db_update(MASTER_ACCOUNT, record->item);
}

We can use preprocessing seams to replace the calls to db_update. To do this, we can introduce a header file called localdefs.h.

#include <DFHLItem.h>
#include <DHLSRecord.h>

extern int db_update(int, struct DFHLItem *);

#include "localdefs.h"
   
   void account_update(
   int account_no, struct DHLSRecord *record, int activated)
   {
   if (activated) {
   if (record->dateStamped && record->quantity > MAX_ITEMS) {
   db_update(account_no, record->item);
   } else {
   db_update(account_no, record->backup_item);
   }
   }
   db_update(MASTER_ACCOUNT, record->item);
   }
   

Within it, we can provide a definition for db_update and some variables that will be helpful for us:

#ifdef TESTING
...
struct DFHLItem *last_item = NULL;
int last_account_no = -1;

#define db_update(account_no,item)    {last_item = (item); last_account_no = (account_no);}
...
#endif

With this replacement of db_update in place, we can write tests to verify that db_update was called with the right parameters. We can do it because the #include directive of the C preprocessor gives us a seam that we can use to replace text before it is compiled.

Preprocessing seams are pretty powerful. I don't think I'd really want a preprocessor for Java and other more modern languages, but it is nice to have this tool in C and C++ as compensation for some of the other testing obstacles they present.

I didn't mention it earlier, but there is something else that is important to understand about seams: Every seam has an enabling point. Let's look at the definition of a seam again:

Seam

A seam is a place where you can alter behavior in your program without editing in that place.

When you have a seam, you have a place where behavior can change. We can't really go to that place and change the code just to test it. The source code should be the same in both production and test. In the previous example, we wanted to change the behavior at the text of the db_update call. To exploit that seam, you have to make a change someplace else. In this case, the enabling point is a preprocessor define named TESTING. When TESTING is defined, the localdefs.h file defines macros that replace calls to db_update in the source file.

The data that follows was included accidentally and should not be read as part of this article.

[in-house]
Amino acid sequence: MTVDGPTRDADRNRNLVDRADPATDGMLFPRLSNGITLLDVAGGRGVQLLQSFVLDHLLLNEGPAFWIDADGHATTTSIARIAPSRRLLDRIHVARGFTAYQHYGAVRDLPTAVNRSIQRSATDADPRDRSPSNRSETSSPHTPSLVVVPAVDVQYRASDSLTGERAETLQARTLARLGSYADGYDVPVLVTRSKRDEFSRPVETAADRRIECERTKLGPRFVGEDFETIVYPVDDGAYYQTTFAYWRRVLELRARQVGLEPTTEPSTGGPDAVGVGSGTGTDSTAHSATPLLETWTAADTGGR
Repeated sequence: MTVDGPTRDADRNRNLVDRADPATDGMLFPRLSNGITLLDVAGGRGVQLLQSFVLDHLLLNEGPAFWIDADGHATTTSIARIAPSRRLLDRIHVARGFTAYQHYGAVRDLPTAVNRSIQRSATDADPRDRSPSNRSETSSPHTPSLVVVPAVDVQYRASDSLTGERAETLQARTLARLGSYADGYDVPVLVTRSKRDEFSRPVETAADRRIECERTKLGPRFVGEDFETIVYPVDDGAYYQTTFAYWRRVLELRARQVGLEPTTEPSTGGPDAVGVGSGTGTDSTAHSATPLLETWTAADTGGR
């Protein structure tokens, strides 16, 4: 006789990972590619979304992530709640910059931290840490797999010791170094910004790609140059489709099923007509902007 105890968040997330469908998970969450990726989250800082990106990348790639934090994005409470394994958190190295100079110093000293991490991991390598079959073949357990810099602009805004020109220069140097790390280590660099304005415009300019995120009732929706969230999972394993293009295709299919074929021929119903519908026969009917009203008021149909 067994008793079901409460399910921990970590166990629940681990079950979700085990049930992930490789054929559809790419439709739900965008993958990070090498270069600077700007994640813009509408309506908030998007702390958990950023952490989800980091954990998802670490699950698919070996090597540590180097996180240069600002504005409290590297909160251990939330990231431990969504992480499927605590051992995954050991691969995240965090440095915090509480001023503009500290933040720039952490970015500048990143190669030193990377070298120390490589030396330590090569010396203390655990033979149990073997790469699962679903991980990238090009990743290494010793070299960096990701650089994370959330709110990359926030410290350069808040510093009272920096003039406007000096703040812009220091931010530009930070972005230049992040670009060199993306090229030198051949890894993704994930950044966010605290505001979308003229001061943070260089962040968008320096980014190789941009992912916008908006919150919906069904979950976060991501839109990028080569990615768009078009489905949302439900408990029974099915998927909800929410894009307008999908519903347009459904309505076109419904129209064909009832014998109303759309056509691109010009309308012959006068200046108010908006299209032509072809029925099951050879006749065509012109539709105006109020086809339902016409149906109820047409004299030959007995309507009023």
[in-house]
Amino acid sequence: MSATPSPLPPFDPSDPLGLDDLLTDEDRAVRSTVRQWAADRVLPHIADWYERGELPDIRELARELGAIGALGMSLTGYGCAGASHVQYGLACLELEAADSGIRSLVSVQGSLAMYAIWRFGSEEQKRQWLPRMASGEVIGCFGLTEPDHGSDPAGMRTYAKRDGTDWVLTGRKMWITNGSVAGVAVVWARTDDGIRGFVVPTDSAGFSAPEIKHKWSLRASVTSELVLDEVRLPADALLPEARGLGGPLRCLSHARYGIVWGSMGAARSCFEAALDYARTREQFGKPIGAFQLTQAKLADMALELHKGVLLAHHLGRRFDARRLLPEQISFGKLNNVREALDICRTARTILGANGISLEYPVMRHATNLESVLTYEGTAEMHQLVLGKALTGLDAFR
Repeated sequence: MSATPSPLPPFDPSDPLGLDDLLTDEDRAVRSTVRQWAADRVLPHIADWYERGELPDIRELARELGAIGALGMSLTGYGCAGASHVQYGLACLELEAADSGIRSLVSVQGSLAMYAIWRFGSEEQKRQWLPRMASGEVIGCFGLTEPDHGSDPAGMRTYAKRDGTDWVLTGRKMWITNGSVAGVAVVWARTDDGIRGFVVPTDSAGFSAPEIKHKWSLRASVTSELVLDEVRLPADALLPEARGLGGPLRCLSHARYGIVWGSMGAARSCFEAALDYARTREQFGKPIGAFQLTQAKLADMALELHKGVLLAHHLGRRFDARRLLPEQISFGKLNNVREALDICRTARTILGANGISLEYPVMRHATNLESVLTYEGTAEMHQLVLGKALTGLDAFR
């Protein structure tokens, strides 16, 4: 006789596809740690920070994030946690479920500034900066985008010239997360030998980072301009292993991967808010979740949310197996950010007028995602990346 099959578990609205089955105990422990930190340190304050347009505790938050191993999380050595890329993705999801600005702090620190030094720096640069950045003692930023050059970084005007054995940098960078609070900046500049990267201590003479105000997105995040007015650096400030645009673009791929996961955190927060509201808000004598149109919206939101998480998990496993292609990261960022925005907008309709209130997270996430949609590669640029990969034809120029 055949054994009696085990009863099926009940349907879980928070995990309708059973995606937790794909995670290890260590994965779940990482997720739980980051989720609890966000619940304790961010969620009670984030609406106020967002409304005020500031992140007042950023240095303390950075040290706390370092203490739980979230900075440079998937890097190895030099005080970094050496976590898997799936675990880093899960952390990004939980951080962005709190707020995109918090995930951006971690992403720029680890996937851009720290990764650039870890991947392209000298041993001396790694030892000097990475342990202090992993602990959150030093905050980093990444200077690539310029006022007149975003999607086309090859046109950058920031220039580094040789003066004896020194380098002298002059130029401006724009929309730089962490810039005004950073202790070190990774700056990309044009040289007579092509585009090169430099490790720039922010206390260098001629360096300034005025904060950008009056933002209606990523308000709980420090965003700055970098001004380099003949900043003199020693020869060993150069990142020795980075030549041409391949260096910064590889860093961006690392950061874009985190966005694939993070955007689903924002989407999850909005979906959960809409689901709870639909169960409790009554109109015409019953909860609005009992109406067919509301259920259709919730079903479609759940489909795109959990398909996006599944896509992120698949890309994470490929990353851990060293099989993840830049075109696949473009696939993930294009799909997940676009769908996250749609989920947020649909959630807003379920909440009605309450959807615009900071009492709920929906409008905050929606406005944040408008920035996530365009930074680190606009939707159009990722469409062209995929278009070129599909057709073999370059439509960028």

Enabling Point

Every seam has an enabling point, a place where you can make the decision to use one behavior or another.

Link Seams

In many language systems, compilation isn't the last step of the build process. The compiler produces an intermediate representation of the code, and that representation contains calls to code in other files. Linkers combine these representations. They resolve each of the calls so that you can have a complete program at runtime.

In languages such as C and C++, there really is a separate linker that does the operation I just described. In Java and similar languages, the compiler does the linking process behind the scenes. When a source file contains an import statement, the compiler checks to see if the imported class really has been compiled. If the class hasn't been compiled, it compiles it, if necessary, and then checks to see if all of its calls will really resolve correctly at runtime.